School & District Management

Update: New Advisory Committees Will Shape Next-Gen Assistance Centers

By Sarah D. Sparks — December 28, 2010 1 min read
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Update: A prior version of this story incorrectly cited Tracy Dell’Angela, IES spokesman, as saying John Easton was interested in exploring new roles in the next iteration of the centers. She was referring to the regional education labs rather than the comprehensive centers.
As a reminder, educators who want to apply to be nominated for the new advisory committees must apply by January 5, 2011. They can send an email to

Educators, school and district leaders can shape how federal education officials will work with states and districts by participating in a six-month project to guide the next iteration of the federal comprehensive centers.

The Education Department announced it is creating 10 new regional advisory committees within each Regional Education Laboratory area, which will operate for the six-month project. Members will quiz the gamut of education stakeholders —state education chiefs, district and school administrators, teachers, librarians, business people and parents—on the education research and technical assistance needs of the area.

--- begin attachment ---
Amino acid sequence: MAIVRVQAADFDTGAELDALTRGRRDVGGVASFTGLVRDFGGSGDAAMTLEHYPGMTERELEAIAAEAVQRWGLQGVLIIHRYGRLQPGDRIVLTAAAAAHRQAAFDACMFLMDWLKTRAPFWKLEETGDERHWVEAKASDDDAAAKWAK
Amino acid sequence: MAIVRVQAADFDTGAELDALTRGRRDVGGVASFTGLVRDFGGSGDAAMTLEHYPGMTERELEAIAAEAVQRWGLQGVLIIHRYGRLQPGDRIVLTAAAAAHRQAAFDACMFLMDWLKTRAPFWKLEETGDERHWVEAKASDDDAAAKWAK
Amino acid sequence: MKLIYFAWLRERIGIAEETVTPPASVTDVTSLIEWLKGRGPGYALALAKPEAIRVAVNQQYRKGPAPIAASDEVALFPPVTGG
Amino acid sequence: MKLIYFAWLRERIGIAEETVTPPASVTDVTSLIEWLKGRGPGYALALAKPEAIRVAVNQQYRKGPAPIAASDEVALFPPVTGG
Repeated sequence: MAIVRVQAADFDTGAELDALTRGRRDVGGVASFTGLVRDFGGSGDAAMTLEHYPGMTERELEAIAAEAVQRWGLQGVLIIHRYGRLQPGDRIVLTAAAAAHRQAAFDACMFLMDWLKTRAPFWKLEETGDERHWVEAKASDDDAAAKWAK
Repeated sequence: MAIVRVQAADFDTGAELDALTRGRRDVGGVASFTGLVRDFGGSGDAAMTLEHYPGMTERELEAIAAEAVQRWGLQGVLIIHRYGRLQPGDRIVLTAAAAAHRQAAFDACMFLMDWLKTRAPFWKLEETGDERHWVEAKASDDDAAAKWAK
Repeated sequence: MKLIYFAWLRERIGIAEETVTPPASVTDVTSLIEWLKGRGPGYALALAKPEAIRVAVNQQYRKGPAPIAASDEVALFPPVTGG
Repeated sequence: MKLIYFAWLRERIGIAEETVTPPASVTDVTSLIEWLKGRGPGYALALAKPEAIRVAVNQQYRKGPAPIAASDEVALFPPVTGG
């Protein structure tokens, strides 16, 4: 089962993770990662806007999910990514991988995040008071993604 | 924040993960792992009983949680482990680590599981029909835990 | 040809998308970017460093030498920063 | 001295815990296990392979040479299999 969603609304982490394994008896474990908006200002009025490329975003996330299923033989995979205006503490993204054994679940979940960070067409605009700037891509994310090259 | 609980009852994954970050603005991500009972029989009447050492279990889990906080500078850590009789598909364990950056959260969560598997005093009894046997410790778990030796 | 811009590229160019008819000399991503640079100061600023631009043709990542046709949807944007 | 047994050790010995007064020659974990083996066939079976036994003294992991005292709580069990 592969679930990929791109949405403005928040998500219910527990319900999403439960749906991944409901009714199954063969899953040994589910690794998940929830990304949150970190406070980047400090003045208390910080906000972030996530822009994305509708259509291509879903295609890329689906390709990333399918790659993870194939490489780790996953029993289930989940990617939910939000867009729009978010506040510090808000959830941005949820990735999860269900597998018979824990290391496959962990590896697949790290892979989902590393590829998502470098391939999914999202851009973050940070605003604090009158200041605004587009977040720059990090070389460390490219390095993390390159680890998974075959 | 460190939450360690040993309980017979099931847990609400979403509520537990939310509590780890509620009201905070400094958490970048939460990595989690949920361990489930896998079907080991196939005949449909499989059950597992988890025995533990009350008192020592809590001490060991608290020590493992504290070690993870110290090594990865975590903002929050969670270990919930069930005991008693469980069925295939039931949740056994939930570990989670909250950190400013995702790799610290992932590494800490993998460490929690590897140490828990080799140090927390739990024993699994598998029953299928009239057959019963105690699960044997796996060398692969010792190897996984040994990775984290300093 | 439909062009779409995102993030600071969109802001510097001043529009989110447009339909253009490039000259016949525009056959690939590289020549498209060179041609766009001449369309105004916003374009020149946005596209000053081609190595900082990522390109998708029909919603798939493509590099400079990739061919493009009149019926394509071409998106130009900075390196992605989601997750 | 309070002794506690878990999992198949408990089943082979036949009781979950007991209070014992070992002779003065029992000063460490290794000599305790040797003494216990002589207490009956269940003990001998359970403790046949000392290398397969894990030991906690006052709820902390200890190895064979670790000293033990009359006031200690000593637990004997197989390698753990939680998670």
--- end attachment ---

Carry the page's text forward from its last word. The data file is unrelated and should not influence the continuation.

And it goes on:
The 12-member committees will meet five times in the next five months before submitting needs assessments and recommendations on the next contracts for federal comprehensive centers, which provide technical assistance to educators on various education topics. The existing centers’ contracts have been extended through 2011.

These committees will influence future comprehensive center contracts, but it remains to be seen how much influence the reports will have in the simultaneous contract discussions for the next set of regional education laboratories. However, the broader community involvement is certainly in line with Easton’s newly adopted research priorities.

Educators who want to participate can apply to be nominated as one of 12 on each regional committee. Members can include urban or rural teachers and administrators, education researchers and higher education faculty in education or other subjects, parents, school board members or other community leaders. Education Secretary Arne Duncan will select members based on their technical and professional experience, knowledge of the issues and good judgment.

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A version of this news article first appeared in the Inside School Research blog.